Queensland big-boat skipper Rod Jones, will use Mooloolaba’s newest sailing event, the Mooloolaba 200, as his qualifying race for this year’s Rolex Sydney Hobart Yacht Race.
The event is being organised and run by Mooloolaba Yacht Club on the weekend of fifth and October sixth 2013.
The organising authority of the Rolex Sydney Hobart Yacht Race, the Cruising Yacht Club of Australia (CYCA), confirmed earlier this week that the Rod Jones’s Welbourne 50, Audi Centre Sunshine Coast Alegria V, will be able to use his participation in the Mooloolaba 200 Offshore Classic as the boat’s qualifying race.
The CYCA requires yachts entering the Rolex Sydney Hobart Yacht Race to compete in an approved qualifying race within a six month period prior to the blue water classic as outlined in the Notice of Race. There are several races that a boat can use as their qualifying passage and include Sydney Gold Coast Yacht Race and the CYCA’s Cabbage Tree Island Race, to be conducted in November. The scheduling of the Mooloolaba 200 on the October long-weekend fits within the required time frame and the 200 nautical mile distance complies with the acceptable qualifying distance under the Notice of Race.
Jones’s team most recently won Division 1 IRC and ORCi in the CYCA's 384 nautical mile Sydney Gold Coast Race. His team are now focusing on their final preparations for a successful Sydney Hobart campaign which includes participating in the Mooloolaba 200.
'I'm really excited by this new 200 mile offshore race. As part of our preparation with our Audi Centre Sunshine Coast Alegria V team, for this year’s Sydney to Hobart we need to get as many quality offshore race miles under our belt as we can.
'Now that the Audi Centre Sunshine Coast Mooloolaba 200 Offshore Race has been accepted by CYCA as a qualifier for the Sydney to Hobart, we can tick that box as well. With a course designed to test all points of sailing, not just the typical point and send race we so often do, the Mooloolaba 200 mirrors in some small way, the test of the Hobart. Of course it will be much warmer at the finish though.
'October promises thermal winds through the afternoon and gradient in the mornings and evenings, so the course will challenge tactically. Fingers crossed this new race will become a must-do for our Queensland offshore racers, and hopefully it will also become a must-do for yachts from down south, looking to add a race with a challenge to their log books,' Jones said.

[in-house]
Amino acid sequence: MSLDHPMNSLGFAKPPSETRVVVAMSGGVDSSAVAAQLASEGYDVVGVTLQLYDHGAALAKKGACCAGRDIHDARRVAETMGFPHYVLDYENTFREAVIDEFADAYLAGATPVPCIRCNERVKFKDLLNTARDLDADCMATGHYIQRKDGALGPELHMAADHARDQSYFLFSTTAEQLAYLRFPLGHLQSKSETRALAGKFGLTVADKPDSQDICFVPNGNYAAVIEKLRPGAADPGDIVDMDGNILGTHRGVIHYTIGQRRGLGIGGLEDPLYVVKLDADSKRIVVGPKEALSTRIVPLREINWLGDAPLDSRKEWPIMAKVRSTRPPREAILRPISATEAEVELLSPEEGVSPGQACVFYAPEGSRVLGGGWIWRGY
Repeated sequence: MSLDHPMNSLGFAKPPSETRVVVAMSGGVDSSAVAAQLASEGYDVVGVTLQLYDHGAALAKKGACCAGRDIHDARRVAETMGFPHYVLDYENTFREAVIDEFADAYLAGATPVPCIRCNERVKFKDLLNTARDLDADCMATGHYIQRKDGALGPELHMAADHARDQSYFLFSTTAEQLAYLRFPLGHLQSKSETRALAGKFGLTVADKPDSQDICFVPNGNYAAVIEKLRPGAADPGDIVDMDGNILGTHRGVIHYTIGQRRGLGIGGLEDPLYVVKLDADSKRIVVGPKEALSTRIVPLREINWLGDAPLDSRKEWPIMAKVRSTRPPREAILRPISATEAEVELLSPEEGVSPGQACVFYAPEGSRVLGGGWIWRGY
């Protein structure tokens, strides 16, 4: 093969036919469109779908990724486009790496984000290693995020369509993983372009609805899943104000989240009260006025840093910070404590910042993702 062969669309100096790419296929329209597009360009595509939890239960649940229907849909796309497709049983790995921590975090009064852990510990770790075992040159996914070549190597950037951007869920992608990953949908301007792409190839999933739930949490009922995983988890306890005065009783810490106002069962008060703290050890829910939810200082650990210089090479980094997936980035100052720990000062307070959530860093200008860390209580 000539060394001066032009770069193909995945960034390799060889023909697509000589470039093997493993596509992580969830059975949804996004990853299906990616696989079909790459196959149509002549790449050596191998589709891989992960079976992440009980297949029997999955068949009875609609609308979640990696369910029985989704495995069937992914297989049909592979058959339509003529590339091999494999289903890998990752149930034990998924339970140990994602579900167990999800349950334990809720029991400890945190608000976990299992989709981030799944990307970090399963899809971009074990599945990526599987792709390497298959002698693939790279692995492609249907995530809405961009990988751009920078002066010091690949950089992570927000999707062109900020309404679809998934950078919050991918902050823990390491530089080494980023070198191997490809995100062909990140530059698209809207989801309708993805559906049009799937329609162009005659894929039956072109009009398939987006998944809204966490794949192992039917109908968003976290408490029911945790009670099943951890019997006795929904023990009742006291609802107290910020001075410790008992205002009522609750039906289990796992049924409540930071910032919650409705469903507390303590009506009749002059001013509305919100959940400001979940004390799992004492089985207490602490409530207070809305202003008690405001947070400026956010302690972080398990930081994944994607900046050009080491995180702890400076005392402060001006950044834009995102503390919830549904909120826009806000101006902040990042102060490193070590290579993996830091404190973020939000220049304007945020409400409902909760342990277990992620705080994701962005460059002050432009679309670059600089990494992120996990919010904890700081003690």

Mooloolaba 200 incorporates both offshore and inshore events.
Performance monohulls and multihulls will compete in the offshore event. They will race in the 200 nautical mile Offshore Classic designed to test different points of sailing.
Cruising monohulls and multihulls, sports boats, trailables and SB20s will compete on inshore courses. These divisions will be will be racing on both passage and windward/leeward courses.
The Offshore Classic race fleet will head out on Saturday October 5th to head north from Mooloolaba into Noosa’s Laguna Bay. It then heads further north to Wolf Rock, just off Double Island Point, before turning south-east for Flinders Reef. From the reef the fleet take a zig-zag course heading west to the outer Gneerings, just off Mooloolaba Bay, then back into the coast to Caloundra before heading east again for the penultimate leg out to Flinders Reef. The final leg is a westerly track home to the finish off Mooloolaba and the big prize-giving party.
The inshore cruising and sports boats races are much-less demanding distances. On Saturday October 5th the sports boats, SB20s and Cruising divisions will coastal race 40 nautical miles north to Noosa and back to Mooloolaba in the Laguna Bay Challenge. Then on Sunday the Cruising Division will have a short passage race in Mooloolaba Bay while the Sports Boats will complete nearby in several races on a windward/leeward course.
For event information and to enter online, go Mooloolaba Yatching website
by Tracey Johnstone
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2:19 AM Fri 23 Aug 2013GMT
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